BOILER EXPLOSION STORY

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Courtesy of H. W. Klotz, 5399 Georgetown St., East Canton 30, Ohio This picture, taken in 1924 at Stork County, Ohio, shows a 16 HP Russell and a 28 x 46 N. S. Separator. S. J. Klotz is standing, H. E. Klotz is operating the engine and I am on top of the
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Courtesy of H. W. Klotz, 5399 Georgetown. St., East Canton 30, Ohio Here is a picture of S. J. Klotz sawing at Stork County in 1952 with a Knight Saw Mill. Back of him is Charles Sloat and old time Sawyer from Wayne Co., Ohio.
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Courtesy of Dorothy Clem, Manassas, Virginia Danny Freeman, 3810 Old Mt. Vernon Road, Alexandria, Virginia, age 17, is the youngest engineer of the Shenandoah Valley Steam Engine Association at Berryville, Virginia and is operating the T T Peerless engine
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Courtesy of Leo Clark, 105 Harvey St., Washington, Illinois Mr. Art Erickson of R. D. # 1, Pontiac, Illinois had a new boiler made for his Avery under mounted. He cut the old boiler open as you see in this picture. He then mounted it and had it on display

908 Chestnut, Grand Forks, North Dakota

This is not a very pleasant story to read, but after reading in
the Album about a boiler explosion that happened on the 27th of
Feb., 1882, I would like to tell you about a boiler explosion that
took place on October 20, 1884.

This boiler, built by the Ames Engine Works, was a Michner dry
bottom, as it was called by inspectors and boiler men. It had been
condemned, but the owner decided to steam it up and finish his
threshing for fall as he only had a few stacks of grain left. This
explosion happened about 80 rods north of a little village known at
that time as Edna.

My uncle had been at Edna and was on his way home. He had a yoke
of oxen and wagon and was some 30 or 40 rods away when the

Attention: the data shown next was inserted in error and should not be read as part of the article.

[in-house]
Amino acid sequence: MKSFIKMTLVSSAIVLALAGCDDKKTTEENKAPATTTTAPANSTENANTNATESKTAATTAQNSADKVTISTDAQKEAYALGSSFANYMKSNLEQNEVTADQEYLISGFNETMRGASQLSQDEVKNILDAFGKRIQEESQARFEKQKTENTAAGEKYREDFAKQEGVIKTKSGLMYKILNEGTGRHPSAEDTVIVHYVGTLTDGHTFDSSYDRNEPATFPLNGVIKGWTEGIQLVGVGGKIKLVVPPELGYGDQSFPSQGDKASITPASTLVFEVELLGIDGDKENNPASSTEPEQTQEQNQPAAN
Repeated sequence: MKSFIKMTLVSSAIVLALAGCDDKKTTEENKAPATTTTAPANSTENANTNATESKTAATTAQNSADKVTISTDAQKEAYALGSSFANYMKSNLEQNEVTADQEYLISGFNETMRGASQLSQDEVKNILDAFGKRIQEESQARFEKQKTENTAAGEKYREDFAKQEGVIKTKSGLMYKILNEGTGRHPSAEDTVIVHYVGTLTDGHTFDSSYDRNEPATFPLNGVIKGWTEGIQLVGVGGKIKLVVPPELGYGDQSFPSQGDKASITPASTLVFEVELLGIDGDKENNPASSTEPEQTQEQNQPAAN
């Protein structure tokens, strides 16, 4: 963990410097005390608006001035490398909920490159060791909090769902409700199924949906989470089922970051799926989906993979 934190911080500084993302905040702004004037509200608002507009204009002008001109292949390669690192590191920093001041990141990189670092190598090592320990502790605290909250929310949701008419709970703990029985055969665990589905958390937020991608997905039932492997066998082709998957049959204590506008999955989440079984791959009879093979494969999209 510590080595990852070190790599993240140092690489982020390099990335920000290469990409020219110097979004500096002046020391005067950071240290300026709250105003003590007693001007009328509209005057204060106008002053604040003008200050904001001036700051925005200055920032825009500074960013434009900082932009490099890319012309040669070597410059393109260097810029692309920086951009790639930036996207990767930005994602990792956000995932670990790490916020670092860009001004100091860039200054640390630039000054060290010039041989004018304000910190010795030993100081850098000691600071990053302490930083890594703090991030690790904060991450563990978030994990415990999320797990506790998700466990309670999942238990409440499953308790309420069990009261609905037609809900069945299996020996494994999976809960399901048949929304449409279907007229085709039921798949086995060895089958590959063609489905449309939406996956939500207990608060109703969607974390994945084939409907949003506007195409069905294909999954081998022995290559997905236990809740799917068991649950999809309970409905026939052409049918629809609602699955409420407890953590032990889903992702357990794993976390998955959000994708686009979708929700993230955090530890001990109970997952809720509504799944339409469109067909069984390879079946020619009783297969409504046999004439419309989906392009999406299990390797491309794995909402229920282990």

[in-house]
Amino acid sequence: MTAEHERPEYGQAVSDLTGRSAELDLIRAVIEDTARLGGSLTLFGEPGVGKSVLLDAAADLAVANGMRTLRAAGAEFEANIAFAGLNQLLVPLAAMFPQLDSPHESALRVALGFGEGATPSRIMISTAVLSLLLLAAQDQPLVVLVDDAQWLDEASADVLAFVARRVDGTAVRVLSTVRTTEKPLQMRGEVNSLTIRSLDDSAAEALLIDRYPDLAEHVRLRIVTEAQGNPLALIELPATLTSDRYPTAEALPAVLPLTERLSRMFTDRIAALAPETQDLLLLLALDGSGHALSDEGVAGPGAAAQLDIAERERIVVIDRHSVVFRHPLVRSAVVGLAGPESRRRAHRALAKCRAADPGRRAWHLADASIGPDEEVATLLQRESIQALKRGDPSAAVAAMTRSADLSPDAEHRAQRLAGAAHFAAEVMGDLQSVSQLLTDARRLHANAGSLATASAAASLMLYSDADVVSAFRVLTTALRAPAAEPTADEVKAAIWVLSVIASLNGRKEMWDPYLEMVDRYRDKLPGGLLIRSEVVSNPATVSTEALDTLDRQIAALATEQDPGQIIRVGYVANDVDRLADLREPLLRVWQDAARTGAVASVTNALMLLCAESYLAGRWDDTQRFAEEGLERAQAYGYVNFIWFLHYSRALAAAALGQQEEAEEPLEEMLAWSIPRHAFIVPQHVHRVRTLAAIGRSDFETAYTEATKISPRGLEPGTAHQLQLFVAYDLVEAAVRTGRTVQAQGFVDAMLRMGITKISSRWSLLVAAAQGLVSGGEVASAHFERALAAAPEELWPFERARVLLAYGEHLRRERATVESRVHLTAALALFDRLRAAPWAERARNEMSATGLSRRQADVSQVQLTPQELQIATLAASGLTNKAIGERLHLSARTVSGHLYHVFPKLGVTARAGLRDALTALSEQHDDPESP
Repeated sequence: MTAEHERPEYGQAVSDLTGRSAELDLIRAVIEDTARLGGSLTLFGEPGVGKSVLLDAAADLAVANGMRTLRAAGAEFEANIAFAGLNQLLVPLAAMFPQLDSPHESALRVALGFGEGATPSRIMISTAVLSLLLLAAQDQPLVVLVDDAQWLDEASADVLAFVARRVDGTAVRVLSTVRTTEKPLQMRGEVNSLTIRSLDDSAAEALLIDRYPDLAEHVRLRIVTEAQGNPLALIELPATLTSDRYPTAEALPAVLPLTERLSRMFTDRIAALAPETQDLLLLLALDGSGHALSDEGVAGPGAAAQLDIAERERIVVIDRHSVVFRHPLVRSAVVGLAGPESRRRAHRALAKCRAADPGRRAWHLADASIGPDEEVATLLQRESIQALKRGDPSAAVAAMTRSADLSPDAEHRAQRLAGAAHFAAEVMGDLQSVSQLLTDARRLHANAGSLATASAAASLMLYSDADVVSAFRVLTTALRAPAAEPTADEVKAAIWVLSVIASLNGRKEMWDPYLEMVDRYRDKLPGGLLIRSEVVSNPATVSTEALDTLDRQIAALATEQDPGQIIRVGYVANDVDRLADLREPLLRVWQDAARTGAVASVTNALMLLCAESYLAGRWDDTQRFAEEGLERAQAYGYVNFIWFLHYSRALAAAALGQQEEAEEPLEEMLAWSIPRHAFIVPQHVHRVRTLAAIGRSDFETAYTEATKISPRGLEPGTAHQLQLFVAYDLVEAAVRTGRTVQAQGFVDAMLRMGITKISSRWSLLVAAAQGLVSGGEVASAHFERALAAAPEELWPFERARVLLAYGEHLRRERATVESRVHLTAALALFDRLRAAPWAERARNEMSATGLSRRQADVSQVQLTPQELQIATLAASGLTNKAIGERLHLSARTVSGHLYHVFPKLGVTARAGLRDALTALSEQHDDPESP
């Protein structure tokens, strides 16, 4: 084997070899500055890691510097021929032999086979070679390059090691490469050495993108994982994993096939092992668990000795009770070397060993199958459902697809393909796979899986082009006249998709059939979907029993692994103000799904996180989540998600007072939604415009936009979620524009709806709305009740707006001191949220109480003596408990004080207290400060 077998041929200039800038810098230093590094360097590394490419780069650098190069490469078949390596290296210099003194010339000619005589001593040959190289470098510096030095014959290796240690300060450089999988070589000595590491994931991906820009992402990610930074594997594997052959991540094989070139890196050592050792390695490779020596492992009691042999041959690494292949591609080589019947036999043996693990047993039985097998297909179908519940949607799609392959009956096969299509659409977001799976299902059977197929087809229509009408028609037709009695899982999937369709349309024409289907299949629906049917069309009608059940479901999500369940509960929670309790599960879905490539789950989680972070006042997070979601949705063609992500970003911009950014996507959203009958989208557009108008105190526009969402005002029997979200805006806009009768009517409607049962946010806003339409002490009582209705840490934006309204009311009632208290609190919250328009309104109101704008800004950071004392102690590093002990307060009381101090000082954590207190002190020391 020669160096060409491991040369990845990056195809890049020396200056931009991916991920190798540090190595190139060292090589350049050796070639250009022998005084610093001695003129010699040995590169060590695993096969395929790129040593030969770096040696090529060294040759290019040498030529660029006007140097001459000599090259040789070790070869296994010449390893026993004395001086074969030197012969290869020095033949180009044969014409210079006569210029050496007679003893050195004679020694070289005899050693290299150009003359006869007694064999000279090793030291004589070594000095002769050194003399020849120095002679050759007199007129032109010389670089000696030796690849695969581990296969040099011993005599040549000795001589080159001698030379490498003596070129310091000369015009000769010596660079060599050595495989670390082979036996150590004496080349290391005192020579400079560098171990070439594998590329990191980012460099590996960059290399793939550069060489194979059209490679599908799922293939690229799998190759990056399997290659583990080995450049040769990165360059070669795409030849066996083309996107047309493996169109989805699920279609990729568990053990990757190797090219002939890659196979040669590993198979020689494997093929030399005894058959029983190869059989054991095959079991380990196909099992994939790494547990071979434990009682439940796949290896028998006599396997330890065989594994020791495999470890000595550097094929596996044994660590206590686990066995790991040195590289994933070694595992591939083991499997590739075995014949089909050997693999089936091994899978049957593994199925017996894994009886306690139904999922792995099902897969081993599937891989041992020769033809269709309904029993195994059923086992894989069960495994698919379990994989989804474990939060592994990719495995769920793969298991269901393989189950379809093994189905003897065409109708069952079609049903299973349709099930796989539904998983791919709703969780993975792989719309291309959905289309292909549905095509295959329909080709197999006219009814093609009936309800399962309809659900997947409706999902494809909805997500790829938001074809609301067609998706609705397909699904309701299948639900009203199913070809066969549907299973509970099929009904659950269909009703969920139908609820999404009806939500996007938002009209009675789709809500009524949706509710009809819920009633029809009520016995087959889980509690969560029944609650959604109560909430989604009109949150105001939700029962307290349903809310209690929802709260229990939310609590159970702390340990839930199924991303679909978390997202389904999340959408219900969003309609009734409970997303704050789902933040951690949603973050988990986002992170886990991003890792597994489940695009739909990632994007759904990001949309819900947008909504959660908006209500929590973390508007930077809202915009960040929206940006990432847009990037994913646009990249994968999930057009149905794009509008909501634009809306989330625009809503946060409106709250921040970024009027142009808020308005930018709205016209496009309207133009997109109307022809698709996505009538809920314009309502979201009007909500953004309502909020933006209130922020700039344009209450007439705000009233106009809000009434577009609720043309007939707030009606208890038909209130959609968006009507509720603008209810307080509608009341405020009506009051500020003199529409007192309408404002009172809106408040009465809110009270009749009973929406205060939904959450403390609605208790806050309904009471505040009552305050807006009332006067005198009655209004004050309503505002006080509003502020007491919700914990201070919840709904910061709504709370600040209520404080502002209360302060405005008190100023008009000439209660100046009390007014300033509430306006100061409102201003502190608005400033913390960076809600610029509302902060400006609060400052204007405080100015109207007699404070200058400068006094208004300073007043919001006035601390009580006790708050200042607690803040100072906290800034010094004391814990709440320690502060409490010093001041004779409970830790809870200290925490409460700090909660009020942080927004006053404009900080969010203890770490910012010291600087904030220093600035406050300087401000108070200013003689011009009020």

explosion happened. He hurried his oxen along as fast as he could
and met the fireman some 15 rods from where the engine stood. He
offered to take him back to the village, but he said ‘no’.
He told him to stay there and help. He walked to the village,
holding his in-sides with his hands, and was taken to a doctor. He
was cut open near his waistline.

Uncle drove on to the place and the first thing that met his
eyes was his young brother-in-law, only 19 years of age, and
another young man. Both dead near their grain wagons. The engineer
was lying some distance from where the engine had been standing. He
was torn apart almost to his throat, but his heart was still
beating. My uncle then went to the threshing machine and there lay
the band cutter beneath the foot board on which he had been
standing. He, too, was dead. Lying face down on the grain stack was
the feeder. The back of his head had been cut away and as he went
flying, his brain fell out and was lying on the foot board on which
he had been standing, absolutely intact except it was flattened
some. Uncle went and got the brother-in-law’s father and the
body was taken to his home in Uncle’s wagon with the oxen.

In 1907 I had a chance to look at a Gaar Scott boiler that blew
up several years before. It was a Gaar Scott return flue and all
the insides were blown out. The main flue and flue sheets looked
like they had been torn out, not a rivet had been moved.

In 1914 I had a chance to look at a Minnesota Chief built at
Stillwater, Minnesota. It had two patches on the left side near the
front end. They were about the size of a man’s hand and were in
good shape. The main flue and the flues were blown out and the flue
sheets just torn out but the main shell was absolutely intact. This
explosion killed one man.

In 1916 I saw a Gaar Scott return flue that blew up some years
before and that, like the others, had gone the same way. Everything
inside: main flue, flues and flue sheets were blown out but the
main shell was intact. The flue sheets were torn out but no rivets
were pulled out or loosened in any of these boilers.

In 1914 I met an old man who had been an inspector in Minnesota
for several years. Some like the Ames, Nichols & Shepard,
Cooper, Aultman & Taylor and Minnesota Chief. He told me a
story about a man that owned a Minnesota Chief and wanted more
pressure. The inspector told him that his boiler would not stand
more pressure, but the man said to put the pressure on and he would
be responsible. The inspector said he put the pressure on and the
flue caved in. The boiler had to be sent back to the factory and a
new main flue put in. He said that some people think because the
pressure is on the outside of the flue that it will stand more
pressure, but he said in all his experiences he has found this was
just the opposite.

I have written this hoping that it may be of some help to those
who own return boilers. It would be an awful thing if one of those
boilers should give away at one of our reunions with hundreds of
people standing around. I earnestly hope such a thing will never
happen.

Farm Collector Magazine
Farm Collector Magazine
Dedicated to the Preservation of Vintage Farm Equipment